- K, Collin Larsh, junior
- P, Andy Vujnovich, junior
- KOS, Jack Van Dyke, freshman
- LS, Adam Bay, senior
- KR, Devin Chandler, freshman
- PR, Dean Engram, RS freshman
- Larsh, 5-for-7 on field goals with a long of 31; 23-of-23 on extra points; Van Dyke had his only FGA attempt blocked in the Duke’s Mayo Bowl
- Vujnovich, 34 punts for 1,419 yards (41.7 avg.) with a long of 60; 10 punts fair caught, 14 downed inside the 20 and five were 50+
- Van Dyke, 34 kickoffs for 2,069 yards (60.9 avg.) with 16 touchbacks; average return was 21.1 yards and average starting field position was the 25-yard line; Conor Schlichting punted twice (for 65 yards) and both were fair caught inside the 20
- Chandler, six kick returns for 156 yards (26 avg.) with a long of 59; Stephan Bracey, six kick returns for 114 yards (19 avg.) with a long of 33
- Engram, nine punt returns for 14 yards (1.5 avg.) with a long of five; Danny Davis III had two punt returns for nine yards (4.5 avg.) with a long of nine
2020 season review
Since special teams is a large and diverse position group to be lumped into one post I will just be doing each position as a bullet point. How long each bullet point will be will depend on how angry I am about the performance this past season.
- Kicker: Larsh was fine this year. He doesn’t quite have the leg strength to be considered a “weapon” yet as he missed his only two field goal attempts longer than 31 yards, but he made all of the rest of his kicks and, honestly, that’s just fine.
- Punter: Vujnovich’s first FBS season was kind of a wild ride. He bombed a bunch of kicks, that led friends of mine to declare he was the only useful player on the team at times, but he also shanked some badly and gave the opposition great field position. Overall, The Vujnovich Experience was a decidedly good one, but with a little more consistency next year he should compete for all-conference honors.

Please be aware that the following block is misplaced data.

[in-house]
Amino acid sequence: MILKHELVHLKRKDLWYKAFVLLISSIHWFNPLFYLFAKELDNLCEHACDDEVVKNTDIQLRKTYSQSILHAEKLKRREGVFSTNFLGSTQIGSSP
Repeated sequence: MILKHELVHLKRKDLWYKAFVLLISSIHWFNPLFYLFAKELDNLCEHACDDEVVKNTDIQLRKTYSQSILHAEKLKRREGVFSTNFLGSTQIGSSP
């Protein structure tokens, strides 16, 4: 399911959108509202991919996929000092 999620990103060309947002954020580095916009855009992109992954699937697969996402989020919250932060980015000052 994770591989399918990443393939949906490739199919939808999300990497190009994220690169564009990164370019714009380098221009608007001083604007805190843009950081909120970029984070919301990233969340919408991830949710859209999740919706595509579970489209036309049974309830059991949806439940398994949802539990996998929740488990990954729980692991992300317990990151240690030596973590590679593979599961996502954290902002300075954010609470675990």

- Kickoff specialist: Van Dyke was in a no-win situation this year having to replace the greatest kickoff specialist in Wisconsin history, Zach Hintze, as there was a 99.9% chance he would be worse than Hintze. And, he was, but not be some crazy amount! Just under half of his kickoffs were touchbacks (including all five in the bowl game, momentum baby!) and the opponent’s average starting field position was still the 25 sooooo, shout out to the kick coverage team!
- Long snapper: Bay is amazing and the Badgers will miss him.
- Kick returner: The Badgers shuffled through a couple of options to return kicks this year and their final choice, the freshman Chandler, seems like he could see more opportunities next year. His 59-yard return in the Duke’s Mayo Bowl was awesome and he genuinely has some juice when he fields kicks. It would have been nice to still have Rutgers WR/KR Aron Cruickshank on the team, but there wasn’t really a path to him playing major snaps at wideout in Madison, something he clearly wanted.
- Punt returner: I don’t know what was going on with the punt returns this year. With Jack Dunn thrust into the starting lineup at wideout, the Badgers were forced to try out some new players and, well, they didn’t really do anything. Engram averaged 1.5 yards per return and that is just a laughable stat. It’s a shame that Dunn needed to play so much at wideout (although he did acquit himself nicely there) because he had been steadily improving as a punt returner.
2021 season preview
I’ll keep this brief as we will go into greater detail about the 2021 roster later in the offseason, but there won’t be very much turnover for UW in the special teams department in 2021. The only starter they are slated to lose is the long snapper and while he was excellent, the Badgers do have two others on the roster already who have hopefully been learning from Bay.
2020 was by no means a great year for the Badgers special teams but I don’t think it was one of their worst either. With another offseason of practice under their belts, next year could move Wisconsin closer to the top of the conference in special teams play.